French | Mexican
I identify as mixed-race; French, Mexican, Catholic & Heterosexual. My Mum is from Mexico and my Dad is from France. They met in Mexico when my Dad moved there for work when he was 25. I grew up in Shanghai, China and Seoul, South Korea. My Dad got a job there when I was 5.
I only recognised I was mixed-race when I arrived in Europe when I was 15, people here paid a lot more attention to that matter. My parents adapted to where they lived, if they were in a Hispanic country they would speak Spanish and do like the locals, if it was English or French it would be the same. They did divorce when I was young, however they both made sure I understood my culture from both sides.
I did experience challenges based on my mixed identity. People associate me with what makes more sense to them and their reality rather than take me as a whole. Some people would say: ‘Oh I definitely see the French, but I would say Mexican’. Or, ‘You don’t look like a Mexican’.
My social environment does play a part in how I choose friends and partners. I want the people in my life to be open minded to my lifestyle and show a bit of theirs.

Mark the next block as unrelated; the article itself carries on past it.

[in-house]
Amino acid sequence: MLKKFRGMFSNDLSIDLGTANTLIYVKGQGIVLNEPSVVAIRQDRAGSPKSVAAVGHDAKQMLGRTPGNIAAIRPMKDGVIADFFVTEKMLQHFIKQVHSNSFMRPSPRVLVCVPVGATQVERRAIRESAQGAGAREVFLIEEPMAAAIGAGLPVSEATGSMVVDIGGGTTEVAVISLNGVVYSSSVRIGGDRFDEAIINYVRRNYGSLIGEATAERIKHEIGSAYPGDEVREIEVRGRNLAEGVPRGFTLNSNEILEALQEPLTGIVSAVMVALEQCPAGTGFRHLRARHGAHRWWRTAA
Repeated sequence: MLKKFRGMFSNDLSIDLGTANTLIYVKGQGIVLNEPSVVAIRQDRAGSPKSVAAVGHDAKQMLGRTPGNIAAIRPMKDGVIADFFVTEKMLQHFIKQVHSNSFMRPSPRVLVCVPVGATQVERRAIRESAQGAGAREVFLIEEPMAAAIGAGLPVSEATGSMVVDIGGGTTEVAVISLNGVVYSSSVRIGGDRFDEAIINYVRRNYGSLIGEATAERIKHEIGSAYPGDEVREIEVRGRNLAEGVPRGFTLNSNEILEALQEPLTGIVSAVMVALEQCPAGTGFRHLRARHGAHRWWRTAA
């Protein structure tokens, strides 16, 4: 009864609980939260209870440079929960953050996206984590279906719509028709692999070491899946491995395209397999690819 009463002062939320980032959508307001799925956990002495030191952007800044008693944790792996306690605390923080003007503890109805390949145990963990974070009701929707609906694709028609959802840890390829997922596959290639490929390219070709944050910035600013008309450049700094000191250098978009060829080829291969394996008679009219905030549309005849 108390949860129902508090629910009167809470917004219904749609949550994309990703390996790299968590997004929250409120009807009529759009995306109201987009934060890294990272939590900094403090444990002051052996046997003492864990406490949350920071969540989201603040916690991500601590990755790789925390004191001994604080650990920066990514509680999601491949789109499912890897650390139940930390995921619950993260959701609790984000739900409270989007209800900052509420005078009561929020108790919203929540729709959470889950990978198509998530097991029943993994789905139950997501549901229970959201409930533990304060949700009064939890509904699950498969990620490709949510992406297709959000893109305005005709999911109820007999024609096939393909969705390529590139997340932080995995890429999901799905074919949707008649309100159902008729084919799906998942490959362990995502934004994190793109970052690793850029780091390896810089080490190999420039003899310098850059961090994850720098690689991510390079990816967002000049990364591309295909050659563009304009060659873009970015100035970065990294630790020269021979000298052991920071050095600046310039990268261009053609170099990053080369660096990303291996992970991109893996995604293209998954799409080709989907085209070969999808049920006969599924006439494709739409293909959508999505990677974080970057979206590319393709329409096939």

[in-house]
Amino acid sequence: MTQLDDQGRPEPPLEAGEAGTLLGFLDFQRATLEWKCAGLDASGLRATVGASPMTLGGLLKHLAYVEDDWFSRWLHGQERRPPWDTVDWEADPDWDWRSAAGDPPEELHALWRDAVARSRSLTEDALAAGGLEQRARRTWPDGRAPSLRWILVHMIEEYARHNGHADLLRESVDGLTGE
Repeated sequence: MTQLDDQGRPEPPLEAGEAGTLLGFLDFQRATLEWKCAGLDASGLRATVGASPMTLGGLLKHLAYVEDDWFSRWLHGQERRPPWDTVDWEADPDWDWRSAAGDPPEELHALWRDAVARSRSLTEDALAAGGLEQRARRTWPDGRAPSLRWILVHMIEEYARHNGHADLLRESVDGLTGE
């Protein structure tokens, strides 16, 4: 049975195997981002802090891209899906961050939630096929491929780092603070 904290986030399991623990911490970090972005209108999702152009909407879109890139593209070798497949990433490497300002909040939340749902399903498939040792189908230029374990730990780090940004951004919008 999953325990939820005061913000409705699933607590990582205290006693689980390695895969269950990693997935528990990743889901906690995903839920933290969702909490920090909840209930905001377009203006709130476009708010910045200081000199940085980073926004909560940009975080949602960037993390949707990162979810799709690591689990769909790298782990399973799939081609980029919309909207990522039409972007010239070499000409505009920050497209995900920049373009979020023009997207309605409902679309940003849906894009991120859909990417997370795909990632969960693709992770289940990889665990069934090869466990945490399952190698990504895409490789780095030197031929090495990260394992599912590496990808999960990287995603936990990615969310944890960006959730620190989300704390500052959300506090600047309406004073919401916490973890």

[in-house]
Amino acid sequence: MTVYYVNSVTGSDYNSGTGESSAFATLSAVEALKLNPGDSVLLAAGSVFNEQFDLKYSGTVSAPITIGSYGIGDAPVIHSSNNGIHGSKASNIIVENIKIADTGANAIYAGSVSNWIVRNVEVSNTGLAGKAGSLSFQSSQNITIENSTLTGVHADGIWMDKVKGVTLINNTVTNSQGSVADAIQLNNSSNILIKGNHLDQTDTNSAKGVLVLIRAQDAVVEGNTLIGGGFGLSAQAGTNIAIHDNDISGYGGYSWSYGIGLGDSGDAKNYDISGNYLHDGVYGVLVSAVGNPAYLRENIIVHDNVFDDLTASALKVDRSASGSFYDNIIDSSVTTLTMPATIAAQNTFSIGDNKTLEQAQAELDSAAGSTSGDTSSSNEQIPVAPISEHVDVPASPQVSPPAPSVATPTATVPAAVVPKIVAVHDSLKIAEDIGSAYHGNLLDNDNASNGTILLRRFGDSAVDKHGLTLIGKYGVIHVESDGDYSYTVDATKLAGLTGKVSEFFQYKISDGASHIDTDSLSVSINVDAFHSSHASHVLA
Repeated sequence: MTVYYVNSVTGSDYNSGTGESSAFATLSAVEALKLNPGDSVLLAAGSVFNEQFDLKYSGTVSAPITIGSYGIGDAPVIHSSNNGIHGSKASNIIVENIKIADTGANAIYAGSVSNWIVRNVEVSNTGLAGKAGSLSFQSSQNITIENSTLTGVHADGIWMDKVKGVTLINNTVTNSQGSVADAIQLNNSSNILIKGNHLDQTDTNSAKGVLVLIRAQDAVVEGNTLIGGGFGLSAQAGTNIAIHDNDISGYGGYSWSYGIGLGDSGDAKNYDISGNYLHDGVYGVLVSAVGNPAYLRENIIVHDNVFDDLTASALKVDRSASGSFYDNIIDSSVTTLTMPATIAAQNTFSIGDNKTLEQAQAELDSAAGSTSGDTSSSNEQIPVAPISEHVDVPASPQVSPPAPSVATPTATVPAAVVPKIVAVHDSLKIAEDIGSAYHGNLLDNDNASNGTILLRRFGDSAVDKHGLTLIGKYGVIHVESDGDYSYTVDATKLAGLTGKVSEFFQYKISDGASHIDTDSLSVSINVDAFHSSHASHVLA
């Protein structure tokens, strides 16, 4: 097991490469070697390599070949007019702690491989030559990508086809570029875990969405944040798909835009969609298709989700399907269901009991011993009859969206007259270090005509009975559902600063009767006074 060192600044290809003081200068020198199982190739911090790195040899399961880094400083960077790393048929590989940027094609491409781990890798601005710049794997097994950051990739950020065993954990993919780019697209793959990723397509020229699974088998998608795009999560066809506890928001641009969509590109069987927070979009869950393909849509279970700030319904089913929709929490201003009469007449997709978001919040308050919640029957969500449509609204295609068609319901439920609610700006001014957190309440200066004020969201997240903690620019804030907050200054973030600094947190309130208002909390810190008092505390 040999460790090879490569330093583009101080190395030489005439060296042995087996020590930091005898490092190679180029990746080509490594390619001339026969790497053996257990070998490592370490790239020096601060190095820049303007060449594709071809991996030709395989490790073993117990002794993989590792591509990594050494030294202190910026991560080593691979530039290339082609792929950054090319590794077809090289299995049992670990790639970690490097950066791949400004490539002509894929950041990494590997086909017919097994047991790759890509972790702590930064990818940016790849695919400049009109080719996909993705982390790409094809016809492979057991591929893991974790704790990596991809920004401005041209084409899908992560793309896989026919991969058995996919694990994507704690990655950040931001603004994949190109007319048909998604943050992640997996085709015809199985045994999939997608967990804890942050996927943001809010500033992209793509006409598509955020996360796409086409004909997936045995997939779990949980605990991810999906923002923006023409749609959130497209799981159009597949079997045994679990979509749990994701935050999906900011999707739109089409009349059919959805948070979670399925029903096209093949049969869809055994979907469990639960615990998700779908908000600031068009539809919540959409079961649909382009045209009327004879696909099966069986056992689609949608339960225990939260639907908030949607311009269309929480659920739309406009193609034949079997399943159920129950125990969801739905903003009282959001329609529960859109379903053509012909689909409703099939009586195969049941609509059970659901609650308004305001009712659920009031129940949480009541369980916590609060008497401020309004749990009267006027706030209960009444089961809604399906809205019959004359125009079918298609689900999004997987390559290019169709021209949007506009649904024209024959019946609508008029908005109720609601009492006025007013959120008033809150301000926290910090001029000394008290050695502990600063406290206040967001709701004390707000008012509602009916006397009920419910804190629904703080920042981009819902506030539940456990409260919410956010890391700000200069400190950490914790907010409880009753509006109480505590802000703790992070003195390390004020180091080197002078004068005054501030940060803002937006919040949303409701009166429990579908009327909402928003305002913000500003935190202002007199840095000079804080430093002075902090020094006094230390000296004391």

I don’t think being mixed-race has had an effect in my work in an obvious way, but it has impacted my work especially as a dancer and model. It gives a very interesting story and look that casting directors like. In my personal life, in London I do not feel it as much. The people around me are quite acceptant of different mixes and culture.
I definitely think there are boas attitudes & stereotypes towards mixed-race people. Firstly, mixed-race is considered for people who are Black or ‘light skinned’, rather than a person with 2 different cultures or races.
I am able to speak both French & Spanish, having that advantage is amazing to travel, work and communicate. I also do believe that it gives me credibility to where you are from. I connect with both in different ways.
When people ask where I’m from I always respond that I am half French half Mexican, I grew up in Asia, and I live in London.
A positive response to my mixed heritage is someone not reacting with an opinion, just listening and accepting my response to where I am from; Someone genuinely interested in how both cultures are, how was my childhood.
A negative response is someone who gives me an opinion about where they think I look like I’m from more and therefore should be. Stereotypes about either of my cultures also.
Being mixed in today’s society is a lot easier because cultures mixes a lot more with each other, especially in big cities like London.
If I had the opportunity to be born again I wouldn’t change. I like who I am.
I am also a professional dancer, you can check out my work at www.luciecamelo.com.